Standing forest: a good deal for Brazil


Invited at the meeting with journalists promoted by Suzano, this Thursday (21), André Guimarães, executive director of the Amazon Environmental Research Institute (IPAM), said that Brazil’s role in the climate agenda is inexorably linked to land use . In this sense, Guimarães highlighted the country’s potential in generating environmental services from the standing forest.

Given the need to change to a sustainable economic model, which will require large investments, the maintenance of forests and carbon sequestration through restoration and regeneration are pointed out by Guimarães as the main sources of resources for this transition.

When analyzing Brazil’s position in the sustainable development process, the executive director of IPAM highlighted the agricultural power that the country has become and the global respect it has earned for its role in food security. Investment in technology, tax incentives and public policies were attributes presented as responsible for agricultural development and that elevated the country to the level of largest producer and exporter of commodities in the world, but which also generated great impacts.

“This great agricultural development consumed half of the cerrado and 20% of the Amazon. This was the environmental price we are still paying,” he said.

André presented the reasons for Brazil’s change of route and entry into what he called the “new global reality”, referring to the world’s commitments to combating climate change. According to him, three quarters of Brazilian emissions are linked to land use and, of this total, approximately 60% come from deforestation, which requires a new way of relating to these environmental assets.

“One hectare in the Amazon has 400 tons of CO2 equivalent, which is the unit traded in the carbon markets. At US$ 10 a ton, we are talking about US$ 4,000. What are the land use activities that generate US$4,000 per hectare? Livestock generates $100 at best,” he notes.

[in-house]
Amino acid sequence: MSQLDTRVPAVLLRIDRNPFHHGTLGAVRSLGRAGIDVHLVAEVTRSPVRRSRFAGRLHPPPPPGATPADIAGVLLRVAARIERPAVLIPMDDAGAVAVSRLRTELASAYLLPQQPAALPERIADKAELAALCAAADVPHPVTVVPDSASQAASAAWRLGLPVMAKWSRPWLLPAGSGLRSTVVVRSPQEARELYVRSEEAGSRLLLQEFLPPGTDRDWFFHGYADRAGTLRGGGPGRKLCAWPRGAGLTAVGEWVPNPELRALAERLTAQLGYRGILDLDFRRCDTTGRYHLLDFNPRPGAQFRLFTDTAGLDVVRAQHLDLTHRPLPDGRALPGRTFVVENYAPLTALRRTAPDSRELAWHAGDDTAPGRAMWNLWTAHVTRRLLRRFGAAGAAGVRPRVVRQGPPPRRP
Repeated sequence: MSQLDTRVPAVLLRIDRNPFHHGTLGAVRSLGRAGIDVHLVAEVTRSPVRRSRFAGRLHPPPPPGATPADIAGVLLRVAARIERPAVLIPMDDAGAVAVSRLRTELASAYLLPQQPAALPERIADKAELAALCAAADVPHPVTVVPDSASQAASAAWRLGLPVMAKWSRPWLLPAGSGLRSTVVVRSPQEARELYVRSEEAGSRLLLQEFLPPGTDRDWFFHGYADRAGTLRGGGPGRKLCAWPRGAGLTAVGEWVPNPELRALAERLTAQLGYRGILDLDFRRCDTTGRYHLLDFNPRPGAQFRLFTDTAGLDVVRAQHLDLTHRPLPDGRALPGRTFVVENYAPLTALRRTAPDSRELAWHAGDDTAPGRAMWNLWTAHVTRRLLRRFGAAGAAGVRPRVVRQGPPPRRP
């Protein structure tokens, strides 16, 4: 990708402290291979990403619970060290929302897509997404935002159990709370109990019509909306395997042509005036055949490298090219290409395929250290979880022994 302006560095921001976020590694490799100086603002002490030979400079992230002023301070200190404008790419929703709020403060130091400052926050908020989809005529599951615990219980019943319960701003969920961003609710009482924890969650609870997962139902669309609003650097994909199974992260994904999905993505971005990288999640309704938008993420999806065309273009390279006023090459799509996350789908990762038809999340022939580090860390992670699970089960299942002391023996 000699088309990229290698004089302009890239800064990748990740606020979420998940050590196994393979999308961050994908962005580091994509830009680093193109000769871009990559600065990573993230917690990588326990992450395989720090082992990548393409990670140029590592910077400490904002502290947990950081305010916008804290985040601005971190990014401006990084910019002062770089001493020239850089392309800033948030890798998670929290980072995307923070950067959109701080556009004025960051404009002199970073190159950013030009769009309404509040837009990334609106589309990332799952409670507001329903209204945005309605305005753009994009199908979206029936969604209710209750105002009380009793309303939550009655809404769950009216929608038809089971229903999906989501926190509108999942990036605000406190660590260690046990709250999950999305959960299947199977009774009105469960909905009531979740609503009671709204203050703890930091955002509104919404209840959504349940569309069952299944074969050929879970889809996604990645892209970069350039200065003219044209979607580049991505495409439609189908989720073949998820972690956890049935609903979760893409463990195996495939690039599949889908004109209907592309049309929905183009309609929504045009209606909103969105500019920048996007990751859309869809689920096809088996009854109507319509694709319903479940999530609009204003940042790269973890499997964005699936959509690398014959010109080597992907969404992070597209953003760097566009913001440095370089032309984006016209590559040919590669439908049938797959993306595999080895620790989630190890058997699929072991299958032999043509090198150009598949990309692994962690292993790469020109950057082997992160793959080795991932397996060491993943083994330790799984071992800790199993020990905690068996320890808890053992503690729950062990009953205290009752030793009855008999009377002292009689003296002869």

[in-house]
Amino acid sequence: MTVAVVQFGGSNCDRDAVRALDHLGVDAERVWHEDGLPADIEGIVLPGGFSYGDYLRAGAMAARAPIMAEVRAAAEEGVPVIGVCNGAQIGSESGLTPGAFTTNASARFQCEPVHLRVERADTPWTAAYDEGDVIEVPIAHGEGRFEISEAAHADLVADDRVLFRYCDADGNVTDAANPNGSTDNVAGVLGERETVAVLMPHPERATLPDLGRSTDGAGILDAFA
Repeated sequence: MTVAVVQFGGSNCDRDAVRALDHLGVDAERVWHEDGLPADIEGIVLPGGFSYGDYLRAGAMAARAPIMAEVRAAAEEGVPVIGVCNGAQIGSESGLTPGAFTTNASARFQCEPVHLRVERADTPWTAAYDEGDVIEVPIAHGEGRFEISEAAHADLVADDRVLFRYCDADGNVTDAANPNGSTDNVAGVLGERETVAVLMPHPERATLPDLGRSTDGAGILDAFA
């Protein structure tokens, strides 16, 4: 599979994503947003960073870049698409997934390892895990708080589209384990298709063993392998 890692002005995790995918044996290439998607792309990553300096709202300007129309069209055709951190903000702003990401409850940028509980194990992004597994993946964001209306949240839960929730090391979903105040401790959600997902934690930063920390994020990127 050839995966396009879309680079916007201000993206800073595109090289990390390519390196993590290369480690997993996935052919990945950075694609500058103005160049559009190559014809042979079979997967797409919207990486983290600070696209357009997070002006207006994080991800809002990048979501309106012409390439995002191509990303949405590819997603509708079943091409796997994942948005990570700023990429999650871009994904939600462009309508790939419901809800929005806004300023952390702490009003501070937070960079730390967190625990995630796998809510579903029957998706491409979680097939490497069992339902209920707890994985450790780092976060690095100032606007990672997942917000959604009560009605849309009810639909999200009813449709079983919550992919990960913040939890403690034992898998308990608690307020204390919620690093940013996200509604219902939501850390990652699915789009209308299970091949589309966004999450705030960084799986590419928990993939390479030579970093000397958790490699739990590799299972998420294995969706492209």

Benefits for the country

The executive director of IPAM believes that the country has everything to benefit from taking an aggressive and ambitious stance in combating climate change and, specifically, in combating deforestation, its main source of emissions. Although the Brazilian government is going against the grain, he says, the strength of the state in fighting illegal deforestation is essential in this process.

Recalling that between 2002 and 2012 Brazil reduced deforestation in the Amazon by 80%, Guimarães said that, in addition to fighting illegality, forest preservation contributes to the maintenance of rain cycles.

“Fundamentally, we are going to preserve our water cycling capacity. 90% of our agriculture is not irrigated, it depends on the rain cycle,” he said.

The executive director of IPAM recalled that the maintenance of forests ensures long cycles of rain, characteristic of Brazil, and, consequently, provides three grain harvests a year.

According to André, all the benefits of preservation for Brazil are included in the report produced by Coalizão Brasil Clima, Floresta e Agricultura, a group formed by business associations, companies, civil society organizations and individuals interested in contributing to the promotion of a new low-income economy carbon. In the document, addressed to Brazilian negotiators attending COP26, the group states:

“Increasing ambition is good business for Brazil, ending deforestation faster is good business for Brazil. Eliminating illegality is good business for Brazil. We preserve the forest, contribute to the climate, improve our reputation, harmonize water cycles and put ourselves back on this agenda”.

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